leadsman

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English[edit]

Etymology 1[edit]

From the Middle English ledes-man (a military commander”, “a general); equivalent to leads (the genitive form of lead: “a leading”, “a directing”, “a guiding”) + man.

Alternative forms[edit]

Pronunciation[edit]

Noun[edit]

leadsman (plural leadsmen)

  1. (obsolete) lodesman (a leader or guide)

References[edit]

  • †Leadsman¹” listed on page 145 of volume VI, part 1 (L, M) of A New English Dictionary on Historical Principles [1st ed., 1908]
      †Leadsman¹. Obs. [f. leads, genitive of Lead sb.² + Man.] A guide, = Lodesman. [¶] c 1510 Gest R. Hode vii. 369 in Child Ballads (1888) III. 74/1, I wyll be your ledës-man, And lede you the way. 1598 Barret Theor. Warres 29 They find their leadsman before them in their due distance.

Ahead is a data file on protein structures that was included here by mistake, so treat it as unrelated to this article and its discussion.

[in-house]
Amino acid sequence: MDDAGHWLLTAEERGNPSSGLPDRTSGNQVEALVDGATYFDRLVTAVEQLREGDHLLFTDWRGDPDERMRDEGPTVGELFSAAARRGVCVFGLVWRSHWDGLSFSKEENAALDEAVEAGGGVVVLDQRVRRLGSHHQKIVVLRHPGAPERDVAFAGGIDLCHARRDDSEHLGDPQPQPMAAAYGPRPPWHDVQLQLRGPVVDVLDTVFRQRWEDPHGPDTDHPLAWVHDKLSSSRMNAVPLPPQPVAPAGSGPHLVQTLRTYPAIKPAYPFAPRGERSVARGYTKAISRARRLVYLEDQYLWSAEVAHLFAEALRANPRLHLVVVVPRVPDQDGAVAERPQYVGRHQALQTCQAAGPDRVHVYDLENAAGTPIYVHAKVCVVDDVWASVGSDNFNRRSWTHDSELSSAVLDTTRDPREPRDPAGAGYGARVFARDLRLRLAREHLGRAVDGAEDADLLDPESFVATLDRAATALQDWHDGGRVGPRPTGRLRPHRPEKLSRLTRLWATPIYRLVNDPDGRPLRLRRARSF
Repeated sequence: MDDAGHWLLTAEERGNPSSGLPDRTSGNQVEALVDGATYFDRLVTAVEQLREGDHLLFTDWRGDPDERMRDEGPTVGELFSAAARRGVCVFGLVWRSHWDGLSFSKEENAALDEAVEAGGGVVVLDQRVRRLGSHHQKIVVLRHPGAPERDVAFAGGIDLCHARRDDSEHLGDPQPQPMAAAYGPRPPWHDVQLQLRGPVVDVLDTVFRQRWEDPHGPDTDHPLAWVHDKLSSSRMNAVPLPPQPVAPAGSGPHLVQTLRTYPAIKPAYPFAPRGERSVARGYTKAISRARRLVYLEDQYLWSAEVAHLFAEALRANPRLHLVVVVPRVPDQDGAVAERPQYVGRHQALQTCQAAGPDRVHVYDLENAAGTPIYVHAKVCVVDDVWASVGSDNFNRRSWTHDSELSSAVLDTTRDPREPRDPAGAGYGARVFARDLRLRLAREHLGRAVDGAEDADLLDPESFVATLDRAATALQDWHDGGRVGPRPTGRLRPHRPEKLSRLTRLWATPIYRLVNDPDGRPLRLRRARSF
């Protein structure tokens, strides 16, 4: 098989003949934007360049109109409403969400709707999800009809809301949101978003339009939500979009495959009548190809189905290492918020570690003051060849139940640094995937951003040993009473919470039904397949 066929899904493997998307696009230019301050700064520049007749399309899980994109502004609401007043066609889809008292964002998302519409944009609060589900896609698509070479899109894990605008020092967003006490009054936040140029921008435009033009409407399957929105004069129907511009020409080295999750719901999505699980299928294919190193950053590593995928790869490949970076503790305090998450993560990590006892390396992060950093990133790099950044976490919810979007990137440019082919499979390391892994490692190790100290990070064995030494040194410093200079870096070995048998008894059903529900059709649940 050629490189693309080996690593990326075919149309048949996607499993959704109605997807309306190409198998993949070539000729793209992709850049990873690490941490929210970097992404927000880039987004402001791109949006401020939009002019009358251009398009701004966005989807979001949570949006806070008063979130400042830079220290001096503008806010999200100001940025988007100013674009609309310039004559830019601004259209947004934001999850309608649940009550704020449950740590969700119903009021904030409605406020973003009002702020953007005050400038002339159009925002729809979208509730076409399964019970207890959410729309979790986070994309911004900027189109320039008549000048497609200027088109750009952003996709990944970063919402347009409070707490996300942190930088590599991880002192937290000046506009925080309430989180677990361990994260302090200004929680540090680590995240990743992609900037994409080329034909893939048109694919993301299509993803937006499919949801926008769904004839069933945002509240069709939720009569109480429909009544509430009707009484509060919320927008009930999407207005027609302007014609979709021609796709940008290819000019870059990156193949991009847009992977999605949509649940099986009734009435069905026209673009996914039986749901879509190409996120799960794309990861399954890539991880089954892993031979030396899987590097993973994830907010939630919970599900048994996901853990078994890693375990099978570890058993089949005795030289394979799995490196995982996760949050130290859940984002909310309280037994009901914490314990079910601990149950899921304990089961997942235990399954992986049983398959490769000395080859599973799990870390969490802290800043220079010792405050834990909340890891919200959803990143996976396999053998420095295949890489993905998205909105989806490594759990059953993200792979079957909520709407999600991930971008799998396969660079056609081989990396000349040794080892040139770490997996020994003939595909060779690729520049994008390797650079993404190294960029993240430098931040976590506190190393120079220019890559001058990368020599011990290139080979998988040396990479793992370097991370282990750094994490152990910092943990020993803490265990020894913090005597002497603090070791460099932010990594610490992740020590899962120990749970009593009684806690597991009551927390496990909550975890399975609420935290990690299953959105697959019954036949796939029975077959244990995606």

• †leadsman¹” listed in the Oxford English Dictionary [2nd ed., 1989]

Etymology 2[edit]

leads (the genitive form of lead: “heavy base metal” = the Latin plumbum) + man

Pronunciation[edit]

Noun[edit]

leadsman (plural leadsmen)

  1. (nautical) A sailor who takes soundings with a lead, measuring the depth of water.

See also[edit]

References[edit]

  • Leadsman²” listed on page 145 of volume VI, part 1 (L, M) of A New English Dictionary on Historical Principles [1st ed., 1908]
      Leadsman² (le·dzmăn). [f. gen. of Lead sb.¹ + Man.] The man who ‘heaves’ the lead in taking soundings. [¶; 4 quots.: 1857, 1867, 1875, 1891]
  • leadsman²” listed in the Oxford English Dictionary [2nd ed., 1989]